Research and development of genetically engineered soybean using insect-resistance genes derived from Bacillus thuringiensis

Le Thi Thu Hien, Pham Le Bich Hang, Nguyen Tuong Van, Le Thi Minh Thanh, Dao Thi Hang, Nguyen Hai Ha, Ha Hong Hanh, Huynh Thi Thu Hue, Nguyen Nhat Linh, Nguyen Thi Thanh Hoa, Dinh Thuy Hang, Nguyen Van Dong

Abstract


Soybean (Glycine max) is one of the crops which have high economic value and serve for food, feed and process of many countries around the world. However, there are many factors affecting the productivity of soybean, of which insect pests and diseases are the most harmful agents. Therefore, an application of biotechnology to transfer insect resistance genes derived from a species of bacteria Bacillus thuringiensis can contribute to increase soybean yield and significantly reducing pesticide use. Currently, there are many insecticidal proteins detected from B. thuringiensis such as Cry, Cyt and Vip with a broad and specific spectrum belonged to several orders Lepidoptera, Diptera, Coleoptera, Homopera, and Nematoda. Numerous studies have been implemented over the world to transfer genes encoding these proteins in combination or modified forms to increase their toxicity. Several events of genetically engineered soybean with stacked traits of insect resistance and herbicide tolerance are commercialized and approved to be cultured in many countries such as MON 87701 × MON 89788 or DAS-81419-2. In Vietnam, studies on genetically engineered soybean with insect resistance trait has been carried out. Moreover, the exploitation, screening and selection of high biodiversity and indigenous B. thuringiensis strains which habors specific genes capable of killing targeted insects and serve as materials for plant transformation are great scientific meaning and potential practical application. This will be an important source of materials to create many soybean cultivars with good ability of insect resistance in order to meet specific needs.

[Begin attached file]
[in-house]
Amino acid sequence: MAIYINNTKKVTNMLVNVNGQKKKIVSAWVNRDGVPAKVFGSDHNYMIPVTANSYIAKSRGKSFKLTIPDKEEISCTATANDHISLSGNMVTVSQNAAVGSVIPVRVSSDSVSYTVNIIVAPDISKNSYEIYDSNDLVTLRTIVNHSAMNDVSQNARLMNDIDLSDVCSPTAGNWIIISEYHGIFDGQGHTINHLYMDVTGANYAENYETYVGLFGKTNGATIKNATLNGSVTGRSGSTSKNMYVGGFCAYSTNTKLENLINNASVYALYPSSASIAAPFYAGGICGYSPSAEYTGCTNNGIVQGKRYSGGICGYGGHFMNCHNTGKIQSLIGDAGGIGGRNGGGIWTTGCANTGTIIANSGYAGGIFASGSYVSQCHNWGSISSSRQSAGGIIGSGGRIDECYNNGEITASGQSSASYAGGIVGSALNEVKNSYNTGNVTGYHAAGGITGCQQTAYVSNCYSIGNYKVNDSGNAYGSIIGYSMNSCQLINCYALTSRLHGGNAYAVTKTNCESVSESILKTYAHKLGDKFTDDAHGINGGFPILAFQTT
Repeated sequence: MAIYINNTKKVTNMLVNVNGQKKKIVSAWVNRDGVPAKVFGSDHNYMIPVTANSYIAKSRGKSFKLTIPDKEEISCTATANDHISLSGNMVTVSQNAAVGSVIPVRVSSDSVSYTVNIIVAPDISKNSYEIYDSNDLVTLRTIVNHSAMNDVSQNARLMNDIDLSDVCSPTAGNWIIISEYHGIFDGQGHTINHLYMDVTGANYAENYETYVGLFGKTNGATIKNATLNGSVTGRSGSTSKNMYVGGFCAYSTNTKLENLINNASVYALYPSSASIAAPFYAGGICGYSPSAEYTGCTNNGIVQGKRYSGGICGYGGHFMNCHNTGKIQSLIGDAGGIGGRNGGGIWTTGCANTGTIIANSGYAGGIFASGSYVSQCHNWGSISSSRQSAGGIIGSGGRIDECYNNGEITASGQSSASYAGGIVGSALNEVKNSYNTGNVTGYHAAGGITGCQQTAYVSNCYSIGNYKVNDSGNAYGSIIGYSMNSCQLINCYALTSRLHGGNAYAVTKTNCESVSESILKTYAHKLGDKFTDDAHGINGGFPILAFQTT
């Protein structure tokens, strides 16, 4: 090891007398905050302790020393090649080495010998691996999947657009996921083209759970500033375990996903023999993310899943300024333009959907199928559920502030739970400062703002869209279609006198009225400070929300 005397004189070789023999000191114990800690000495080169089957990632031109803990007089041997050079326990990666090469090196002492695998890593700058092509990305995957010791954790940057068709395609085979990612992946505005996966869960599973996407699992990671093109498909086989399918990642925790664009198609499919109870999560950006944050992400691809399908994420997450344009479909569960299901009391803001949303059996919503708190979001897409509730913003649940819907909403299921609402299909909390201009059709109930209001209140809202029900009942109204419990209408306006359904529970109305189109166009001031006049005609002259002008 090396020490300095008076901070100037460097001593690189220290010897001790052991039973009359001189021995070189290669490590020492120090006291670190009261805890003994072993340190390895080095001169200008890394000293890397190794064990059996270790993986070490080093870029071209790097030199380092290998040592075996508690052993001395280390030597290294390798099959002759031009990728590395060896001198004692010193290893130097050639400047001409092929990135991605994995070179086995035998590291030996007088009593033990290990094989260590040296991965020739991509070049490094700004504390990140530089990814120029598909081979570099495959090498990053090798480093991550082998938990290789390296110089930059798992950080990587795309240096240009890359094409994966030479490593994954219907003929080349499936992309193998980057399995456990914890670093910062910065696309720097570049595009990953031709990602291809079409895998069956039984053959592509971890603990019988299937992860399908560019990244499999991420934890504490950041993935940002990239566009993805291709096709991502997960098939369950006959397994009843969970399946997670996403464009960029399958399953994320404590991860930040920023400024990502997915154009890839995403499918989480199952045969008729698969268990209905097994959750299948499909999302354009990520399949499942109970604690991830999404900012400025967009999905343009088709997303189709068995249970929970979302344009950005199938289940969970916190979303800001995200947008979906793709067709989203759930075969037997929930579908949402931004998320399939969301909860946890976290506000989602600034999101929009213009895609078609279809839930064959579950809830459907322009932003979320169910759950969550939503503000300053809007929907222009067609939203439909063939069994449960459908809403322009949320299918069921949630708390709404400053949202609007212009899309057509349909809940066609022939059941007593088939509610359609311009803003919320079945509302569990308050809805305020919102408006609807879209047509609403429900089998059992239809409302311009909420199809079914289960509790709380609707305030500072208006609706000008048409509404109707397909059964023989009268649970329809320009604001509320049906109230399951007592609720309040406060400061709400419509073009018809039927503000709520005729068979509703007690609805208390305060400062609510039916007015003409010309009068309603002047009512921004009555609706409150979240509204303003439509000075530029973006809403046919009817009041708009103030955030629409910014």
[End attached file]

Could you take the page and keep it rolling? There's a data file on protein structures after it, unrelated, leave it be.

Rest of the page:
Keywords


Bacillus thuringiensis, genetically engineered crop, soybean, insecticidal protein, insect-resistance gene

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DOI: https://doi.org/10.15625/1811-4989/18/1/15257 Display counter: Abstract : 237 views. PDF : 176 views.